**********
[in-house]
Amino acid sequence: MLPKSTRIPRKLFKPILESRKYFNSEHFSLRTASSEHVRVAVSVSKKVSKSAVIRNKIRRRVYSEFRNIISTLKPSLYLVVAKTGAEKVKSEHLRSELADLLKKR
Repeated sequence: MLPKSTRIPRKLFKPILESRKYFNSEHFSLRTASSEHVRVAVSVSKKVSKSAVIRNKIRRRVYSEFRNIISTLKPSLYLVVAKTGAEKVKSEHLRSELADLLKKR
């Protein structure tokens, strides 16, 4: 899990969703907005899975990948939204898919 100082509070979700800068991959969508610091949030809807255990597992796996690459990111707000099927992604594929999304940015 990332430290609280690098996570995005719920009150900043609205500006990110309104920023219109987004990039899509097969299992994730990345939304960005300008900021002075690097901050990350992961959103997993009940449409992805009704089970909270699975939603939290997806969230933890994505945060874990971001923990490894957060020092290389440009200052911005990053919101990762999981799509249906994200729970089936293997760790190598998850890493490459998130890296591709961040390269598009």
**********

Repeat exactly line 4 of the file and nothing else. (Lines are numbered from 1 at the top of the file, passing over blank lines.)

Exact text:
């Protein structure tokens, strides 16, 4: 899990969703907005899975990948939204898919 100082509070979700800068991959969508610091949030809807255990597992796996690459990111707000099927992604594929999304940015 990332430290609280690098996570995005719920009150900043609205500006990110309104920023219109987004990039899509097969299992994730990345939304960005300008900021002075690097901050990350992961959103997993009940449409992805009704089970909270699975939603939290997806969230933890994505945060874990971001923990490894957060020092290389440009200052911005990053919101990762999981799509249906994200729970089936293997760790190598998850890493490459998130890296591709961040390269598009």